Reduce Your
Hiking Back Pain

by Diane Spicer

Meet Hiking For Her's Diane

Not interested in figuring out what's going on?

Here are tips for back pain relief for hikers

Hiking back pain: a hot (as in "ouch") topic!

I receive many types of questions about hiking pain.

Here's a response to one hiker's question about post-hiking pain in the upper back and neck. He worked a desk job, lifted weights, and was really bugged by back pain after a hike.

Note how we use a "rule in/rule out" approach to figuring out reasons for hiking back pain.

None of this is medical advice, just things to consider as you think about hiking back pain.

Hiking back pain:
consider this

"Howdy, Andrew. Glad you didn't let the "for her" part of my website deter you from asking your question! Back pain sucks, that's for sure.

My first thought would be in regards to your choice of backpack.

If your pack doesn't distribute the weight appropriately between your sternum (breast bone) and your pelvic area, then it's going to show up in your neck muscles and the rhomboids (between your scapulae, or shoulder blades).

Can you borrow or rent other packs, to test out this theory?

Take a look at this for some tips on how to get a good fit.

 Back pain:
what about this?

Another thought: How do you hold your head while hiking?

A desk job could be training your neck muscles to crane forward (computer work, reading, etc.), and you are using that same pattern on the trail.

This puts strain on your neck and upper back muscles.

Your head is as heavy as a bowling ball, and your hard working neck and shoulder muscles will get weary if you're always tugging them out of alignment with your back.

This tends to show up more quickly when you walk, as opposed to when you sit.

  • That explains why the pain gets your attention more quickly when you're away from your desk.

Try to stay conscious about your head/neck posture next time you hike.

  • Do you feel as if you're pulling your neck out of alignment with your torso?
  • Do you have a trail buddy who can watch for bad posture habits?
  • Or can you take a selfie (photo) and check your posture while wearing your pack?

If you have access to a trained sports massage therapist, s/he could give you some feedback about the amount of tension in these muscles, and could recommend stretches for before & after hiking.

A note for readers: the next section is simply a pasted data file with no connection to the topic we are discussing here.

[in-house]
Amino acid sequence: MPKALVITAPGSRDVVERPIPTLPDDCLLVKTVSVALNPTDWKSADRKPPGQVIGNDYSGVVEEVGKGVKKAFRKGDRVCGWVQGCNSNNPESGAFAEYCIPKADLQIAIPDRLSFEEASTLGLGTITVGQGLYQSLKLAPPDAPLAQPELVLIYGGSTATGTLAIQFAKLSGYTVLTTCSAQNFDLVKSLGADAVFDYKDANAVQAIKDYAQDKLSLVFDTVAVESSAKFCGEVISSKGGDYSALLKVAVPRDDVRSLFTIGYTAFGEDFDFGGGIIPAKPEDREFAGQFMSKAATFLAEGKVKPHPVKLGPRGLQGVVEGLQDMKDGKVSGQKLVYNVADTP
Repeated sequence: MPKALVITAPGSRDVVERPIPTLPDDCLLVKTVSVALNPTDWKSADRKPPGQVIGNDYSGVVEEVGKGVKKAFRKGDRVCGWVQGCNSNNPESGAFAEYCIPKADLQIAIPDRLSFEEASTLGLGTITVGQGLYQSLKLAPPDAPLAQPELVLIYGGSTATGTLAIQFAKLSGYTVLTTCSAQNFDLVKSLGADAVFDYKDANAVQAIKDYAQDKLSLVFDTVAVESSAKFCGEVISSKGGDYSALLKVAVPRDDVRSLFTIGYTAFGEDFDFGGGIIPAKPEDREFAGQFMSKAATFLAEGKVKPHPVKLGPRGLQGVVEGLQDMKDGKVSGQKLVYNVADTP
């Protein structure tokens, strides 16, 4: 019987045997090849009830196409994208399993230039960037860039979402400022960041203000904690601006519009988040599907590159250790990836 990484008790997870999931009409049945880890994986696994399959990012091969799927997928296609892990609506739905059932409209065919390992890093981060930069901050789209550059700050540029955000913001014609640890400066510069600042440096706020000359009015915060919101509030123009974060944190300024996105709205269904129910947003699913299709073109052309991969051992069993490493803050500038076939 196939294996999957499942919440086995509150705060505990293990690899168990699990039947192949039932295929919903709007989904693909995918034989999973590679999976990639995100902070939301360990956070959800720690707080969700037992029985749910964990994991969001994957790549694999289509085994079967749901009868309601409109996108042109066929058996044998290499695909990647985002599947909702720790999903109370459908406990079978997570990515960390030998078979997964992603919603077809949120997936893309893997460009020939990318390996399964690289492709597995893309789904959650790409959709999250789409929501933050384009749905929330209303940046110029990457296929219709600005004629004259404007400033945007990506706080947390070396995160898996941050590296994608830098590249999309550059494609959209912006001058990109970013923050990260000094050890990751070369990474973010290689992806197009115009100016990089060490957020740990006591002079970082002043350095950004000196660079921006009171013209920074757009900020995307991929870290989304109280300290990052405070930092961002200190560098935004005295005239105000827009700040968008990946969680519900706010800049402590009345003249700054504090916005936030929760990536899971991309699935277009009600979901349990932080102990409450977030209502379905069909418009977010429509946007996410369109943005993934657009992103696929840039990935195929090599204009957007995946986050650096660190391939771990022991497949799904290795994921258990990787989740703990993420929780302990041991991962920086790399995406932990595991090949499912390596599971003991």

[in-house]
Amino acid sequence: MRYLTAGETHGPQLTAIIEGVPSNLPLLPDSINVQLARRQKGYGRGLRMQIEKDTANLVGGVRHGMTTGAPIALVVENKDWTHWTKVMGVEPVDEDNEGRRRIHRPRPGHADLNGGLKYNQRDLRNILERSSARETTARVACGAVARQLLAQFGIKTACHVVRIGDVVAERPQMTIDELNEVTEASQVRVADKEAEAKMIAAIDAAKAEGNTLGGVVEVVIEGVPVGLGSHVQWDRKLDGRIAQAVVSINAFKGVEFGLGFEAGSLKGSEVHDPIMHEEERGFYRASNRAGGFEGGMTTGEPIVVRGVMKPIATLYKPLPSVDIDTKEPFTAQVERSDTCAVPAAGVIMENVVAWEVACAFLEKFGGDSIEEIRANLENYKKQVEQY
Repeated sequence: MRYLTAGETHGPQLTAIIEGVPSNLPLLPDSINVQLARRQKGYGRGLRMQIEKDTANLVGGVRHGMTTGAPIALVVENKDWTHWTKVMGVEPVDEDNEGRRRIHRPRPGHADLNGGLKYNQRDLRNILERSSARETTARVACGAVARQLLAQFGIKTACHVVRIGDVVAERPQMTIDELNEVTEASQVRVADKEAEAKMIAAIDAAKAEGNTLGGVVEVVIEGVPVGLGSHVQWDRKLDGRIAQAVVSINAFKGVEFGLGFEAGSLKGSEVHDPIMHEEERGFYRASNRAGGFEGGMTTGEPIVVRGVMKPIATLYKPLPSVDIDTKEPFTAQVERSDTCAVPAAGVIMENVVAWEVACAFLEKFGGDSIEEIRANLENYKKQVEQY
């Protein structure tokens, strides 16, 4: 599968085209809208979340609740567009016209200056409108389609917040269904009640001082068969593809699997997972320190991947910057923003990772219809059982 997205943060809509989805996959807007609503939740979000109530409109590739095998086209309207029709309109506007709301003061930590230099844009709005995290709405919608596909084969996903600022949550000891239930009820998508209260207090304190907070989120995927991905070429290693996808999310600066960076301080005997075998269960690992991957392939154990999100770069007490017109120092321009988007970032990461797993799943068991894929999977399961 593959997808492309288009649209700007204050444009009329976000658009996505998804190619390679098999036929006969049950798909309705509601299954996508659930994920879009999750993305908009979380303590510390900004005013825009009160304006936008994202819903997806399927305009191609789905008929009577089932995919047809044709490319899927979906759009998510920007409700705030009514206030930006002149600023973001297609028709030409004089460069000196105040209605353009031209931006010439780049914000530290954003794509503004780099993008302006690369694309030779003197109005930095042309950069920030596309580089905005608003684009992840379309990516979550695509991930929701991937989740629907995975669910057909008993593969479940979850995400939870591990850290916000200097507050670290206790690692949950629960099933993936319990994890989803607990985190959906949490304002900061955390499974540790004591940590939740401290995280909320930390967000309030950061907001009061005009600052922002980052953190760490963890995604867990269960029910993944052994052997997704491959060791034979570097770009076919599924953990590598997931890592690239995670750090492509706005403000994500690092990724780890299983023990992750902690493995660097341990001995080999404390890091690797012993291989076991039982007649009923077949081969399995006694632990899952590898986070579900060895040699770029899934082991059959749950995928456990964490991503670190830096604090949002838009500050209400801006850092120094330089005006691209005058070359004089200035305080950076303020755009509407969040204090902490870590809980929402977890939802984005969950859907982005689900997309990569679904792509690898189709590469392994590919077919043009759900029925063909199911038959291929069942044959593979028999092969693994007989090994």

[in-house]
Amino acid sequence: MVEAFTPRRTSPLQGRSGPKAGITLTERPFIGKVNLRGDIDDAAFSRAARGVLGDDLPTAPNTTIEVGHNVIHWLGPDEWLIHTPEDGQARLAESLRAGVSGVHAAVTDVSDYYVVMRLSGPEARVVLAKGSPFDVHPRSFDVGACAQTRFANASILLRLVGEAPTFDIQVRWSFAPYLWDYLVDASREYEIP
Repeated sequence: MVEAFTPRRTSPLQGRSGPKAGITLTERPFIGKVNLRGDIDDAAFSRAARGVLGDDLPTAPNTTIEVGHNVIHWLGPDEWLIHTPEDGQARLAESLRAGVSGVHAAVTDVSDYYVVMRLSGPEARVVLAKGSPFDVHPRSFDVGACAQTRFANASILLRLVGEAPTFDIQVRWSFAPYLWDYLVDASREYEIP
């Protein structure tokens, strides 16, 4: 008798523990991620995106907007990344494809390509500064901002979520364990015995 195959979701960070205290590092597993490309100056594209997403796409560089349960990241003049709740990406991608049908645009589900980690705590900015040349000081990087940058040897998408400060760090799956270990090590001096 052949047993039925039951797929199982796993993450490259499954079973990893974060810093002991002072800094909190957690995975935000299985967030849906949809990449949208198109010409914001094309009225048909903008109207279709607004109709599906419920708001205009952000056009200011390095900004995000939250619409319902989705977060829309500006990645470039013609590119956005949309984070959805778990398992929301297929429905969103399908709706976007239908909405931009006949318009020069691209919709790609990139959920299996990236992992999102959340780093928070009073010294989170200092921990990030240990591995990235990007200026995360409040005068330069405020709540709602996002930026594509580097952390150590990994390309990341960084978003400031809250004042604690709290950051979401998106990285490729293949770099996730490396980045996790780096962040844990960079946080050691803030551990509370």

Then, of course, it's up to you to do them!

Lush green mountain meadow ringed by fir treesI want you out on a trail taking advantage of wandering opportunities, not hobbled by hiking back pain!

Or maybe it's this?

One more idea: maybe your weight lifting routine needs to be re-designed.

If you're training some muscles to be stronger than others, that could give you an imbalance which shows up when you're bearing weight (as in carrying your pack).

  • Do you have access to a library or any anatomy books where you can see which weight lifting moves train which muscles?
  • Or maybe there's a personal trainer you could consult?

One more thought...

And I just had another thought: What are you wearing on your feet?

If there's a significant difference in heel height, or ankle support, between week day footwear and hiking boots, that could be throwing off your back muscles.

This is probably the least likely explanation for a male, as it would show up in lower back pain more often than upper back pain.

But it's not unheard of."

Any of this sound worth a try to eliminate hiking back pain?

By the way, that's the level of detail you can expect if you send me a hiking question.

Visit the hiking questions archive for more hiking Q & A.

I hope this gives you a few ideas to explore if you suffer from hiking back pain.

Masking your back pain with medication will get you back on the trail, but it won't uncover, and solve, the underlying problem(s).

For more approaches to back pain relief on the trail and at home, including prevention, read this.

For more ideas about how to take good care of yourself:

Home page > Best Hiking Tips >

Reduce Hiking Back Pain

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